The Tadhoba Andhari Tiger reserve is Maharastra´s oldest and largest national park, and one of India´s 50 Tiger Reserve. There are about 79 villages located in the buffer area of the park with a total population of 66,298. In the core area there were originally 6 villages namely Kolsa, Botezari, Jamni, Navegaon, Palasgaon and Rantalodi, which have been now relocated for a total of 992 families.
The present Tadhoba Andhari Tiger Reserve was established in 1995, and since then, the restrictions over the use of natural resources were strengthened, creating a burden in the life of the local people.
The intention to relocate the 6 villages located within the core area was manifested since 1986 – when the forest was notified as a wildlife sanctuary -- but the attempt intensified again in 2000. Indeed since 2000, every development work in the village area was stopped and the villagers were not anymore allowed to collect bamboo or other resources from the forest . Later in 2007, the critical tiger habitat was also declared.
In 2006 the relocation process started and Botezari was the first village to be relocated with a number of 140 families, plus 48 families relocated from the nearby village of Kolsa. The relocation was considered a "model relocation" [1,10,11] however the contentious issues were numerous; first of all the villagers received only 1000 rupees per family as compensation; although land was distributed, land titles were not given, despite the fact that Botezari was a revenue village and many people hold titles to the land in the original village; moreover, the land distributed lack in irrigation facilities, thus not suitable for agriculture. No help was given by the FD besides the repetitive request from the villagers of a water tank to facilitate the irrigation .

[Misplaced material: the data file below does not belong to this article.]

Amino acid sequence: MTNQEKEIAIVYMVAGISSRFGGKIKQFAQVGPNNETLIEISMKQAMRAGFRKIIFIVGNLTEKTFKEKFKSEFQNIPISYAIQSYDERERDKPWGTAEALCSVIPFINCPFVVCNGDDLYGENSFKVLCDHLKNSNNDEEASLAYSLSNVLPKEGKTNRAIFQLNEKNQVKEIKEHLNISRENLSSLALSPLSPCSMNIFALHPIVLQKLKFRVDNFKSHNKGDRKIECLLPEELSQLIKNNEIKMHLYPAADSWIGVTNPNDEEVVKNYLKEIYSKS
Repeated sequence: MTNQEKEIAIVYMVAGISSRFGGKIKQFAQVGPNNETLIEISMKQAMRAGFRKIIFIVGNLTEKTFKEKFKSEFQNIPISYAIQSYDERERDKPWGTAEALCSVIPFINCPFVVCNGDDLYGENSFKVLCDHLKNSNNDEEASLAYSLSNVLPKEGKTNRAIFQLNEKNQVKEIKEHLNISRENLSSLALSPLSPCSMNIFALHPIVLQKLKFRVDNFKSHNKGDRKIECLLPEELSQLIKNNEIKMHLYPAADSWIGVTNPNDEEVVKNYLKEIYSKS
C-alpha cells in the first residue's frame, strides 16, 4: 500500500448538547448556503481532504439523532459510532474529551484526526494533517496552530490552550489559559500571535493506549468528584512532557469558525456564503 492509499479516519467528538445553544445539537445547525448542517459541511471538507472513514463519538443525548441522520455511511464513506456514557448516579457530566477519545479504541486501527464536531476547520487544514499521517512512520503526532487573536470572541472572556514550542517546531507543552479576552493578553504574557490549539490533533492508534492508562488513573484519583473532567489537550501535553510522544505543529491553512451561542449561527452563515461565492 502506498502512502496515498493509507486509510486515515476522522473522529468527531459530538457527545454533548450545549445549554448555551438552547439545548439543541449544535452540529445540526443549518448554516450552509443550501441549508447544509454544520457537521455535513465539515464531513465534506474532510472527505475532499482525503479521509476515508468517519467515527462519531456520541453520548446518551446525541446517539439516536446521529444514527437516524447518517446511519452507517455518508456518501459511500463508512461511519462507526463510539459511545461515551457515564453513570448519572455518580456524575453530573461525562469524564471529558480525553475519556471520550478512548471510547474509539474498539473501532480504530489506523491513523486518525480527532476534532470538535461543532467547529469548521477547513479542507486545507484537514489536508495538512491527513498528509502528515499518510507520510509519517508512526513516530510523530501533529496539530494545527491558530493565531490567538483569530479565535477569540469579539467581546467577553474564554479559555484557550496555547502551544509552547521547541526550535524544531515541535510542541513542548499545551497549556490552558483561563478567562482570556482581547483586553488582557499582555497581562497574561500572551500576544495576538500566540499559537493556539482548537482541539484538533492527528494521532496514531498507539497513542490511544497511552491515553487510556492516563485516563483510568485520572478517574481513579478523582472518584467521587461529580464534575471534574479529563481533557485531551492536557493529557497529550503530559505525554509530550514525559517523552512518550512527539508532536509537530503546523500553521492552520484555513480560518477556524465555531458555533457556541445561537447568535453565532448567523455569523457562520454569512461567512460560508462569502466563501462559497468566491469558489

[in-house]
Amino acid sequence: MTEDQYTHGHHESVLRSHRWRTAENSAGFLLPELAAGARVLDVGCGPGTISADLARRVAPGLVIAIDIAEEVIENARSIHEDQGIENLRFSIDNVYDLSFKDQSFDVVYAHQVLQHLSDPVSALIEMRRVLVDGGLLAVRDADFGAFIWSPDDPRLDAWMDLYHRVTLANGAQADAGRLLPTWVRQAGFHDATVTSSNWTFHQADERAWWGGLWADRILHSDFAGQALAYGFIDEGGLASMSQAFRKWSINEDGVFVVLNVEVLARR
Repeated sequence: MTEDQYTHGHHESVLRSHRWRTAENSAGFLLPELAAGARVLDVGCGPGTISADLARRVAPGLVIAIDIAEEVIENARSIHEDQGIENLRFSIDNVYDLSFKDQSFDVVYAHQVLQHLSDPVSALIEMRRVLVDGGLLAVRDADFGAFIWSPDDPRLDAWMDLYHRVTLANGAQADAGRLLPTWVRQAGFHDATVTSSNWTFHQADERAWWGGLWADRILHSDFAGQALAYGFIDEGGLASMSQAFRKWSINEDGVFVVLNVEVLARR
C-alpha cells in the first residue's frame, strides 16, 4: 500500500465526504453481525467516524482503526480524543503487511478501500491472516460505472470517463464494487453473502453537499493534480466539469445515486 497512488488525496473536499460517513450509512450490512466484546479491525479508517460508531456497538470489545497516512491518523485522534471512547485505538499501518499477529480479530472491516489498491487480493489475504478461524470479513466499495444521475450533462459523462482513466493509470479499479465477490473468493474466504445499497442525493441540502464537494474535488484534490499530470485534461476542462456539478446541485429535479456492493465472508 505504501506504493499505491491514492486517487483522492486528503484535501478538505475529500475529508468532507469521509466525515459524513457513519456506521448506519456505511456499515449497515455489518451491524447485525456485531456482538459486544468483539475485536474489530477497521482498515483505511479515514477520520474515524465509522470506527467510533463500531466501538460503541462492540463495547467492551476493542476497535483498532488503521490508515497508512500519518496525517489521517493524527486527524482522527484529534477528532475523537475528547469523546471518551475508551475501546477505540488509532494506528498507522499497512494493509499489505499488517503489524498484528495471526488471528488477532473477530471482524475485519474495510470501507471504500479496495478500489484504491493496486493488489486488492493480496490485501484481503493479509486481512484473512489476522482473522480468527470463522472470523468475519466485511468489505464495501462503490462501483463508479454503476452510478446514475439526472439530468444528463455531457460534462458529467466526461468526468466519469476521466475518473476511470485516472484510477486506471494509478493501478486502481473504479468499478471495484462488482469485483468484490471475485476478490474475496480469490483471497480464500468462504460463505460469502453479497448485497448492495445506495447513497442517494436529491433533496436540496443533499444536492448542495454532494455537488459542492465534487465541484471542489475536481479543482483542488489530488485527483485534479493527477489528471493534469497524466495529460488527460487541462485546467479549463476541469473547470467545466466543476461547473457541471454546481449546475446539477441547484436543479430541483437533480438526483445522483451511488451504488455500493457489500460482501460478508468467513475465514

As per Down to Earth report, in 2009 just after two years of relocation, the starving villagers entered the forest area to cut some bamboo and patta leaf in order to sell and earn a few rupees to survive, however, these 16 people were arrested . In the same year, 19 families returned to their original Botezari meadow and staged demonstrations asking to receive at least the 10 lakhs of rupees as compensation according to the new relocation package . While the villagers continue to protest the failure of their relocation process, the government continues to clear development work within the protected area. Indeed in 2010, the villagers of Kolsa sued the FD for mining sand and gravel from their community land. Later in the year, the High court dictated that all the villages from the core area be moved out within a year .
While from one side the Government claims that the relocation of Botezari was a ‘model relocation’ on the other side the residents of Kolsa refused to relocate and demanded their forest rights to be recognized under the Forest Rights Act. While they were awaiting their community forest rights to be recognized (CFR titles), an activist fighting for their cause, Sarang Dhabekar of the Gurudev Sewa mandal, was arrested a day before some money cheques were distributed to some of the villagers to urge them to relocate .
In May 2010 a buffer zone was notified, but the officials publicly announced that the 79 villages residing in the buffer zone would not lose their land rights . Besides the numerous protests and the evidence of the relocation failure, in June 2014 Maharashtra government was prepared to create a special fund of Rs 217 crore to relocate villages . After Kolsa and Botezari, in 2014 the relocation process was carried out also for the villages of Jamni and Navegaon and with a package of 10 lakh rupees per family, a number of more than 400 families were moved out . The struggle for forest rights continues to be carried on amidst the local people; for example, we read that in 2012 a group of 20 families have been applying for their community forest rights .